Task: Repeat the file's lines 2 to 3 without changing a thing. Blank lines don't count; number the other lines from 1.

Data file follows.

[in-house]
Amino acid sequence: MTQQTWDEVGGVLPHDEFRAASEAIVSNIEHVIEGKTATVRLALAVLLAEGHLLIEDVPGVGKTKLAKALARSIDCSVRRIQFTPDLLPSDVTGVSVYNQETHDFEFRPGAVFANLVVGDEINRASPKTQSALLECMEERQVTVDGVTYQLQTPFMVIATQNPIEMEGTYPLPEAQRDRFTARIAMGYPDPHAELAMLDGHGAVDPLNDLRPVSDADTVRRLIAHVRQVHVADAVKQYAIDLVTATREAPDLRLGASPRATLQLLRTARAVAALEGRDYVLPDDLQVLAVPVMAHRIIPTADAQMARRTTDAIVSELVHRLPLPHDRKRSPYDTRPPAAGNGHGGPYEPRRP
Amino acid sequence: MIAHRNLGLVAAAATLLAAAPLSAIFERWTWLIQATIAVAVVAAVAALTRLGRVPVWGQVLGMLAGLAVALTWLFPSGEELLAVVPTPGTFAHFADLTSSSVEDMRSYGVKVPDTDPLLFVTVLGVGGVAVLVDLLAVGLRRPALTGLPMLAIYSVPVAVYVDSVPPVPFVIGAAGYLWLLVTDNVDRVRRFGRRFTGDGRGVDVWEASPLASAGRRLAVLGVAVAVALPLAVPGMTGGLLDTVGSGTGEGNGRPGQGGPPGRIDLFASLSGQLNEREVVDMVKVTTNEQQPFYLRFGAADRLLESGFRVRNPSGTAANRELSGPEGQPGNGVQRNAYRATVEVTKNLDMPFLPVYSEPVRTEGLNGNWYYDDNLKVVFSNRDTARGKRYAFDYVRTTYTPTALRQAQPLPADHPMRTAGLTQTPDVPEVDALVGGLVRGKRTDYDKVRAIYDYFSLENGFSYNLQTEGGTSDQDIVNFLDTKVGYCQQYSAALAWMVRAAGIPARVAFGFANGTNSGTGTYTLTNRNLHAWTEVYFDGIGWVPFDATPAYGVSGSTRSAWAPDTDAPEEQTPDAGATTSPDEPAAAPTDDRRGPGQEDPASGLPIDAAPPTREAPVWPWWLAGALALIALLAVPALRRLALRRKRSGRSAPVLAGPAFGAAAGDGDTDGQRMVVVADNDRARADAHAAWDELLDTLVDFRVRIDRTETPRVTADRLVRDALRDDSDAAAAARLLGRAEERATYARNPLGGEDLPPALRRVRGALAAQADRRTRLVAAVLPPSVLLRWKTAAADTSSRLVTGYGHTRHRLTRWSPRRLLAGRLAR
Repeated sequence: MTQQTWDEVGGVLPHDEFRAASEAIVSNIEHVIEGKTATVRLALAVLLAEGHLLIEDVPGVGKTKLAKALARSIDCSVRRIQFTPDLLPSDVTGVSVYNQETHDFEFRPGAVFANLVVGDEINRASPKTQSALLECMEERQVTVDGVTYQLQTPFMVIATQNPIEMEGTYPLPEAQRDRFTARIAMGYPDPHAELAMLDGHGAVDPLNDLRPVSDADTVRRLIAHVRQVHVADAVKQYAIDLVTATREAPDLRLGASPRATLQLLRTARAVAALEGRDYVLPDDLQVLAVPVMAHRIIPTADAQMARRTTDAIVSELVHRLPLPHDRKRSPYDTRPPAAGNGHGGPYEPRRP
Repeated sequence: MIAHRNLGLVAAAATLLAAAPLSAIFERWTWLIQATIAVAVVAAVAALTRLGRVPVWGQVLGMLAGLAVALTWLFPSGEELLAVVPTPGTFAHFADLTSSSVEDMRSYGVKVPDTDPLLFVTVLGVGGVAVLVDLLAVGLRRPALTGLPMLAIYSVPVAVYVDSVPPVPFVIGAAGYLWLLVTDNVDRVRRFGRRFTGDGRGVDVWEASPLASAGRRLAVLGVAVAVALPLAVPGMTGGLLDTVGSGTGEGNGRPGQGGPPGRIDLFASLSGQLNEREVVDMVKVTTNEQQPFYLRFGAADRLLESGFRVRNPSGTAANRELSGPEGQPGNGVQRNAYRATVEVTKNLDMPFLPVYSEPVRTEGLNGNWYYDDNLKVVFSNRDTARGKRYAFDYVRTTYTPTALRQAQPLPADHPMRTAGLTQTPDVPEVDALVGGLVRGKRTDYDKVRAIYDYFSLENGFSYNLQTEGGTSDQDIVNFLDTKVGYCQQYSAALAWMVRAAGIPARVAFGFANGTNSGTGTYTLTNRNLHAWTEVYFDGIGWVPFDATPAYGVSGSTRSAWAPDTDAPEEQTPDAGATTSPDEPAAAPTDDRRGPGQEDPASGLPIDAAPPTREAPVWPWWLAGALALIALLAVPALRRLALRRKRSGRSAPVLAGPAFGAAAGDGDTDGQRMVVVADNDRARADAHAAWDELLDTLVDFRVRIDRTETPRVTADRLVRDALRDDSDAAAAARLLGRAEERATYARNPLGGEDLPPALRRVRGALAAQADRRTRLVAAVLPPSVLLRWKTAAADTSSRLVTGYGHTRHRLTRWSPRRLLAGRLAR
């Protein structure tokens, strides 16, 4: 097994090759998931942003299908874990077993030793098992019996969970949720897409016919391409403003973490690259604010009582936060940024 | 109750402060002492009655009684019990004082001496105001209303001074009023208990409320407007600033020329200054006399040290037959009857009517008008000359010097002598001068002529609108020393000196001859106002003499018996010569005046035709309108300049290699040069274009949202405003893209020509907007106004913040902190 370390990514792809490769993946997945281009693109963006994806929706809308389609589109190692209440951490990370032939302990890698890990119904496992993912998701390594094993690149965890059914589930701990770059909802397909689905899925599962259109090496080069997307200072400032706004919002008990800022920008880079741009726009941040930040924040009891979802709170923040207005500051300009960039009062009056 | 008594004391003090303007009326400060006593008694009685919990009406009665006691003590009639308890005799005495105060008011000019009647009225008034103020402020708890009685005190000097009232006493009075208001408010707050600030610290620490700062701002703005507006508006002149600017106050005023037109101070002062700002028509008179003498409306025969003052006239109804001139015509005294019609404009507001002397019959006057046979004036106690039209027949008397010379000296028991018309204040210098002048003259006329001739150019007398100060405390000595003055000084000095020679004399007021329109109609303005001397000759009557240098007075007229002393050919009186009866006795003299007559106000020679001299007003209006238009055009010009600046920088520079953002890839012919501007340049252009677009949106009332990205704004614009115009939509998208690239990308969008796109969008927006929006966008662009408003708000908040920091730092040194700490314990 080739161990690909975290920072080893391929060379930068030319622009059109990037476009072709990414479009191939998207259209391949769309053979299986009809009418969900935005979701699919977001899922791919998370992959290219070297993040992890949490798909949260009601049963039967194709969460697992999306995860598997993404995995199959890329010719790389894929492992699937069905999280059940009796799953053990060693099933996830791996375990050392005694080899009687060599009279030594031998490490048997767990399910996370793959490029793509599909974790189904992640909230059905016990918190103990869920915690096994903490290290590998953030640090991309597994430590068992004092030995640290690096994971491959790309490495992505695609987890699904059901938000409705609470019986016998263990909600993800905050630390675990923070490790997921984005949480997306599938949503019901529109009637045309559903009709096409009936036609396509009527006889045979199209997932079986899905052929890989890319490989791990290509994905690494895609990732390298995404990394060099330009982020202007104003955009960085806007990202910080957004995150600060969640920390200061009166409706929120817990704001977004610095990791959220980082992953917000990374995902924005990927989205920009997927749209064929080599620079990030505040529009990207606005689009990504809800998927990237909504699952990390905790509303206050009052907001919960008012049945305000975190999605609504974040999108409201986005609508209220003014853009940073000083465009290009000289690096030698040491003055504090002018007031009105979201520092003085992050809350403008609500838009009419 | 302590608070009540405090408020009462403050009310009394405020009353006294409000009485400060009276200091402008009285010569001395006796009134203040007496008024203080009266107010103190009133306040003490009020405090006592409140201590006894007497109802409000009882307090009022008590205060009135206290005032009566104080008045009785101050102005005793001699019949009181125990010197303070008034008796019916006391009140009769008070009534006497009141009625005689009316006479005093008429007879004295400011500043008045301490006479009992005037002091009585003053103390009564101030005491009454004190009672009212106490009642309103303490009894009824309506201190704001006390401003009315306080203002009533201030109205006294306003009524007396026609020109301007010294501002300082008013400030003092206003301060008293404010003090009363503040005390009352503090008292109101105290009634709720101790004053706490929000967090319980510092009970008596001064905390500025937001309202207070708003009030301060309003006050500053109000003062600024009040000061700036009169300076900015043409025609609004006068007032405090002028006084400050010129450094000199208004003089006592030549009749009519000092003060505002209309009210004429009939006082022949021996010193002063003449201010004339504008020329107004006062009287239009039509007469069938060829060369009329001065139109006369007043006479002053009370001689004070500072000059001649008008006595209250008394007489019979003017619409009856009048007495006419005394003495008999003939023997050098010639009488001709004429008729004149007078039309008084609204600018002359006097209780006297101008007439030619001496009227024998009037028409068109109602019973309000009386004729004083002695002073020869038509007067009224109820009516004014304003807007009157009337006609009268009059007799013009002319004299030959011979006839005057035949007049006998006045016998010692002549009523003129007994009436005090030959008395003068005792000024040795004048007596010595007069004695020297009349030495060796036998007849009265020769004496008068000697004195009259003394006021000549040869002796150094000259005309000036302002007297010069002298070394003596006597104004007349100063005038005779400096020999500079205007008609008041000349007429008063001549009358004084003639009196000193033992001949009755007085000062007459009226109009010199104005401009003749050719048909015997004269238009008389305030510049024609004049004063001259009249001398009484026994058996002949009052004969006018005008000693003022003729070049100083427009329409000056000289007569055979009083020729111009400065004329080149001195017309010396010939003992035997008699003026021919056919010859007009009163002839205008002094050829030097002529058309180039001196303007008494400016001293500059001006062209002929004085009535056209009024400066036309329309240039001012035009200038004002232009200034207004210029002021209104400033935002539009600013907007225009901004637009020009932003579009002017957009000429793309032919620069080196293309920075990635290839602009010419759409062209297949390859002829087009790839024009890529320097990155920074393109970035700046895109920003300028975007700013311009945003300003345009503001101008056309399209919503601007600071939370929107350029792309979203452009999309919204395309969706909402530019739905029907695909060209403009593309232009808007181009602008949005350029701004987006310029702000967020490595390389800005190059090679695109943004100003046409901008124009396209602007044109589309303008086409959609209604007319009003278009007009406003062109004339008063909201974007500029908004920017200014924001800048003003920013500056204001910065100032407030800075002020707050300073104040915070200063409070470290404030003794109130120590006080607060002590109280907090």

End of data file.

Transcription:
Amino acid sequence: MTQQTWDEVGGVLPHDEFRAASEAIVSNIEHVIEGKTATVRLALAVLLAEGHLLIEDVPGVGKTKLAKALARSIDCSVRRIQFTPDLLPSDVTGVSVYNQETHDFEFRPGAVFANLVVGDEINRASPKTQSALLECMEERQVTVDGVTYQLQTPFMVIATQNPIEMEGTYPLPEAQRDRFTARIAMGYPDPHAELAMLDGHGAVDPLNDLRPVSDADTVRRLIAHVRQVHVADAVKQYAIDLVTATREAPDLRLGASPRATLQLLRTARAVAALEGRDYVLPDDLQVLAVPVMAHRIIPTADAQMARRTTDAIVSELVHRLPLPHDRKRSPYDTRPPAAGNGHGGPYEPRRP
Amino acid sequence: MIAHRNLGLVAAAATLLAAAPLSAIFERWTWLIQATIAVAVVAAVAALTRLGRVPVWGQVLGMLAGLAVALTWLFPSGEELLAVVPTPGTFAHFADLTSSSVEDMRSYGVKVPDTDPLLFVTVLGVGGVAVLVDLLAVGLRRPALTGLPMLAIYSVPVAVYVDSVPPVPFVIGAAGYLWLLVTDNVDRVRRFGRRFTGDGRGVDVWEASPLASAGRRLAVLGVAVAVALPLAVPGMTGGLLDTVGSGTGEGNGRPGQGGPPGRIDLFASLSGQLNEREVVDMVKVTTNEQQPFYLRFGAADRLLESGFRVRNPSGTAANRELSGPEGQPGNGVQRNAYRATVEVTKNLDMPFLPVYSEPVRTEGLNGNWYYDDNLKVVFSNRDTARGKRYAFDYVRTTYTPTALRQAQPLPADHPMRTAGLTQTPDVPEVDALVGGLVRGKRTDYDKVRAIYDYFSLENGFSYNLQTEGGTSDQDIVNFLDTKVGYCQQYSAALAWMVRAAGIPARVAFGFANGTNSGTGTYTLTNRNLHAWTEVYFDGIGWVPFDATPAYGVSGSTRSAWAPDTDAPEEQTPDAGATTSPDEPAAAPTDDRRGPGQEDPASGLPIDAAPPTREAPVWPWWLAGALALIALLAVPALRRLALRRKRSGRSAPVLAGPAFGAAAGDGDTDGQRMVVVADNDRARADAHAAWDELLDTLVDFRVRIDRTETPRVTADRLVRDALRDDSDAAAAARLLGRAEERATYARNPLGGEDLPPALRRVRGALAAQADRRTRLVAAVLPPSVLLRWKTAAADTSSRLVTGYGHTRHRLTRWSPRRLLAGRLAR